Press release Swindon Advertiser Jan 2014
Impact of Domestic violence & abuse on young people
The shocking number of children affected by domestic abuse in Swindon is revealed in a report put to the council’s Health and Wellbeing Board today.
It shows that approximately 1,000 children each year are exposed to abuse within the home, usually between parents, with more than 40 per cent of that figure being under the age of five.
A further 30 per cent are primary school age and witness domestic incidents on more than one occasion. They are figures which have remained fairly constant over the last couple of years. Perhaps most alarmingly, the report, put together by the council’s public health team, says that more than 800 of those affected do not have any contact with social services.
Of those in contact with social services, less than two per cent were placed on a child protection scheme and only one per cent put in care.
Olwen Kelly, the director of Swindon Women’s Aid, has said that while Swindon has a good approach to dealing with abuse it is only recently that relevant agencies have come to realise domestic abuse covers more than simply violence. She said: “Unfortunately, it is usually only the most serious cases of domestic violence which get referred to social services, so a huge number of children don’t get any support. It is only recently that people have started to appreciate the impact of emotional abuse and its effect on children.
“It can be anything from the nasty comments to the controlling behaviour but it all has long term effects. This has not just been an issue in Swindon but all over the country as well. The council have taken a pro-active approach to domestic abuse on the whole so we are lucky in that respect. I am delighted that this issue is being properly looked at but there is more to do.”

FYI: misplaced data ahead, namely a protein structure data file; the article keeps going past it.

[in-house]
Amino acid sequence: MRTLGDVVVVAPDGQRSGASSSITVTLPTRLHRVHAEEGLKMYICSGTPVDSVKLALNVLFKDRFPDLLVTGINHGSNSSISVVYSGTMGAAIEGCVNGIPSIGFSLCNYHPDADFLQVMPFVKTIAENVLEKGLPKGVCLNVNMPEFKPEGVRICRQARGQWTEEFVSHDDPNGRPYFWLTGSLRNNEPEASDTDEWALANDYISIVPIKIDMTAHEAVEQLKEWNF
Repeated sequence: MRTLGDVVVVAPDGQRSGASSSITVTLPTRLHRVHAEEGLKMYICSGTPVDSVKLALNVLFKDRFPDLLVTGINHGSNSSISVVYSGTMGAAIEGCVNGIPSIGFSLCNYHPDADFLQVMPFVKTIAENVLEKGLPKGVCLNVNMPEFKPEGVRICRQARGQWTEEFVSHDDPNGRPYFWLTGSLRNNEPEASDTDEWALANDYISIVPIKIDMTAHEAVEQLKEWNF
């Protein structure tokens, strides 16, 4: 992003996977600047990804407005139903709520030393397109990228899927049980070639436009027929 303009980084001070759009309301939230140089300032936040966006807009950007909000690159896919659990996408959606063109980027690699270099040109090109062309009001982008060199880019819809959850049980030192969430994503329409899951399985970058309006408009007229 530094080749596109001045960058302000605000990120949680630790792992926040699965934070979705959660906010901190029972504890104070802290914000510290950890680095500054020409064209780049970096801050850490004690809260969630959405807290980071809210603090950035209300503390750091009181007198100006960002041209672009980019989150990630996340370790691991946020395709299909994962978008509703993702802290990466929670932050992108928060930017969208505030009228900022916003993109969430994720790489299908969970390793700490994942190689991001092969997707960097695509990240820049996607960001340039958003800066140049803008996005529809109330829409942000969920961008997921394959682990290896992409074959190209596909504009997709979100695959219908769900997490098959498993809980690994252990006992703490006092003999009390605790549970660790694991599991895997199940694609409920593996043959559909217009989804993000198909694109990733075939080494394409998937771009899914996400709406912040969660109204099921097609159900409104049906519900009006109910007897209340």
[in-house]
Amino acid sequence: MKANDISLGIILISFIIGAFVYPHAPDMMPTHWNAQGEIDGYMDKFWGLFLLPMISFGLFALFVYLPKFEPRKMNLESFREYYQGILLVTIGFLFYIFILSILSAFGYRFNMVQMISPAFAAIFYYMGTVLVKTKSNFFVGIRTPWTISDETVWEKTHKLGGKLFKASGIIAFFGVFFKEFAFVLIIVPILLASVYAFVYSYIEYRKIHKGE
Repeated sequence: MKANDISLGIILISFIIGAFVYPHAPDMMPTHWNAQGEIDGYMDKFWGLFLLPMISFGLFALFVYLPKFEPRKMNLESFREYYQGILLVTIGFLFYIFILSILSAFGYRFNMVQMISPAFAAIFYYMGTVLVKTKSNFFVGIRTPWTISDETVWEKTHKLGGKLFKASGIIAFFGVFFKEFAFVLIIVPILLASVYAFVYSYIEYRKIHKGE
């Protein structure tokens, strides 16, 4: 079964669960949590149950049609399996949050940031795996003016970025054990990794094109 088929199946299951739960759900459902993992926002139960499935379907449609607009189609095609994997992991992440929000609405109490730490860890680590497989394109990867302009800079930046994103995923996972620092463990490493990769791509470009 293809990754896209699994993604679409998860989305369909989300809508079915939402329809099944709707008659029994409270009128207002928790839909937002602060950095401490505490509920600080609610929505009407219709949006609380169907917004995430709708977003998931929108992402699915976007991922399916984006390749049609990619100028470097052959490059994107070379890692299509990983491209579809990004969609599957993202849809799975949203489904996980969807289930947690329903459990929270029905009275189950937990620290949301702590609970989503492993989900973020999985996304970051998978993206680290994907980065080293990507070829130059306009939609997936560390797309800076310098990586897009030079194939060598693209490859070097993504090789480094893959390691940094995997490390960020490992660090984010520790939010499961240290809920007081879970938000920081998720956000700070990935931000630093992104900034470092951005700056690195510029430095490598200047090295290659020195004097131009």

The report goes on to explain the long-term effects domestic abuse can have on children.
It ranges from developing anxiety issues and depression right through to believing abuse is normal behaviour and so copying it later in life.
It suggests adopting a number of policies to help children in Swindon.
It will involve an increase in training for relevant staff members so they can identify domestic abuse earlier, as well as increasing data sharing so relevant agencies, such as the police and social services, will be able to communicate much more easily to highlight problems.
Cherry Jones, the Acting Director of Public Health for Swindon, said: “Domestic violence and abuse is, sadly, more common than people might expect, and often takes place behind closed doors. In Swindon approximately 1,000 children and young people are exposed to domestic abuse each year that we know about. Agencies across Swindon are working together to tackle the issue of domestic violence and abuse and are raising awareness to support victims. Anyone seeking advice or support can contact Swindon Women’s Aid 24-hour helpline on 01793 610610.”